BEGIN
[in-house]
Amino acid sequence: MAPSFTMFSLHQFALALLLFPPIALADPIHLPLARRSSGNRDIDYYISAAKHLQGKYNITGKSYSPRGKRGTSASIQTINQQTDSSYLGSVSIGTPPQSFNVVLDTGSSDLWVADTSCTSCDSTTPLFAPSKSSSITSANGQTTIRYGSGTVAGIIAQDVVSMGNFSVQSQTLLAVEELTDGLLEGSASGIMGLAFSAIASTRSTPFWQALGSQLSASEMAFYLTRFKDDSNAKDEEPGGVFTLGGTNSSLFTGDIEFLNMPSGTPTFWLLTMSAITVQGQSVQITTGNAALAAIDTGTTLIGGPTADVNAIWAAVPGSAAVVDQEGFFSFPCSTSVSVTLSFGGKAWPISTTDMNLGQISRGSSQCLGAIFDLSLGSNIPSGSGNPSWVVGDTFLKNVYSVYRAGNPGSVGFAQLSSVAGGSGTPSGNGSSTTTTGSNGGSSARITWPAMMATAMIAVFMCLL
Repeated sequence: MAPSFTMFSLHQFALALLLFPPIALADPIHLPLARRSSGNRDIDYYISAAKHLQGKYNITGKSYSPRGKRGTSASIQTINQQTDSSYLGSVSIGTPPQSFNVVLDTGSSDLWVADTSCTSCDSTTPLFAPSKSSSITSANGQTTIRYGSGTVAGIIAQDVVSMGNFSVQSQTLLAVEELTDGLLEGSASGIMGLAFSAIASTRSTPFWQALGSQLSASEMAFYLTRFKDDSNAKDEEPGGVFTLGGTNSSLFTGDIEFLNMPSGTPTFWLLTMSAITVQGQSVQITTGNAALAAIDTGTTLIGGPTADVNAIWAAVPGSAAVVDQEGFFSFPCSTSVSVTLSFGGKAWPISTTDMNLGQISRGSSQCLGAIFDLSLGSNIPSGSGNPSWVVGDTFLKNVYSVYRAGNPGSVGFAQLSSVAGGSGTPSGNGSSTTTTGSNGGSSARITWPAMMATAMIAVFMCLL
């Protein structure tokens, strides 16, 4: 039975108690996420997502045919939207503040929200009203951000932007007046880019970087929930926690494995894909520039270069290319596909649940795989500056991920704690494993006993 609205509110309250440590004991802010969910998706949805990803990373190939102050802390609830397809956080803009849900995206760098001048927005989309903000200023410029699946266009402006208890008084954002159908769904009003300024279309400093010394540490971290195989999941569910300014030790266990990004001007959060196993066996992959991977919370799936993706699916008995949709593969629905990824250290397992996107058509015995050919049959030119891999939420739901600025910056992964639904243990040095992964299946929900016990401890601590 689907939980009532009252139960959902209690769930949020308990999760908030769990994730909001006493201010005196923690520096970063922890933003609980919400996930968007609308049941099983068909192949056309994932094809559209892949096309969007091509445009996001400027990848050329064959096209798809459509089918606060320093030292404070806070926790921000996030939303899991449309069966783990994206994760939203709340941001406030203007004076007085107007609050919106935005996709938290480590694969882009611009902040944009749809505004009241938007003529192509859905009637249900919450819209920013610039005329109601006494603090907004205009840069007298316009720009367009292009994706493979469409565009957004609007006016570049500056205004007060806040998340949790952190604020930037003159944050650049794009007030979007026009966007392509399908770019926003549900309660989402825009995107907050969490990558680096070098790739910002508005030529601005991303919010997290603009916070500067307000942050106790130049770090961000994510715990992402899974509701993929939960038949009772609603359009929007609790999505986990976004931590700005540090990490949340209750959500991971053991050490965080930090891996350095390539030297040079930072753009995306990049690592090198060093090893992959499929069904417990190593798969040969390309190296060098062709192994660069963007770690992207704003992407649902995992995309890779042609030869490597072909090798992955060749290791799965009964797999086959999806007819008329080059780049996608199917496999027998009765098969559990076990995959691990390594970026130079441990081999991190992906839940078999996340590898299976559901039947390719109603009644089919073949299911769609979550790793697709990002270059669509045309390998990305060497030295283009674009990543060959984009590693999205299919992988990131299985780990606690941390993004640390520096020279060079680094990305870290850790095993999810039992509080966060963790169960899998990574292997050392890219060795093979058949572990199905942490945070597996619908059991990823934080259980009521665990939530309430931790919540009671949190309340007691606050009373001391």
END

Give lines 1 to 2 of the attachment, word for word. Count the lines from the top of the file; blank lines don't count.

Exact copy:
[in-house]
Amino acid sequence: MAPSFTMFSLHQFALALLLFPPIALADPIHLPLARRSSGNRDIDYYISAAKHLQGKYNITGKSYSPRGKRGTSASIQTINQQTDSSYLGSVSIGTPPQSFNVVLDTGSSDLWVADTSCTSCDSTTPLFAPSKSSSITSANGQTTIRYGSGTVAGIIAQDVVSMGNFSVQSQTLLAVEELTDGLLEGSASGIMGLAFSAIASTRSTPFWQALGSQLSASEMAFYLTRFKDDSNAKDEEPGGVFTLGGTNSSLFTGDIEFLNMPSGTPTFWLLTMSAITVQGQSVQITTGNAALAAIDTGTTLIGGPTADVNAIWAAVPGSAAVVDQEGFFSFPCSTSVSVTLSFGGKAWPISTTDMNLGQISRGSSQCLGAIFDLSLGSNIPSGSGNPSWVVGDTFLKNVYSVYRAGNPGSVGFAQLSSVAGGSGTPSGNGSSTTTTGSNGGSSARITWPAMMATAMIAVFMCLL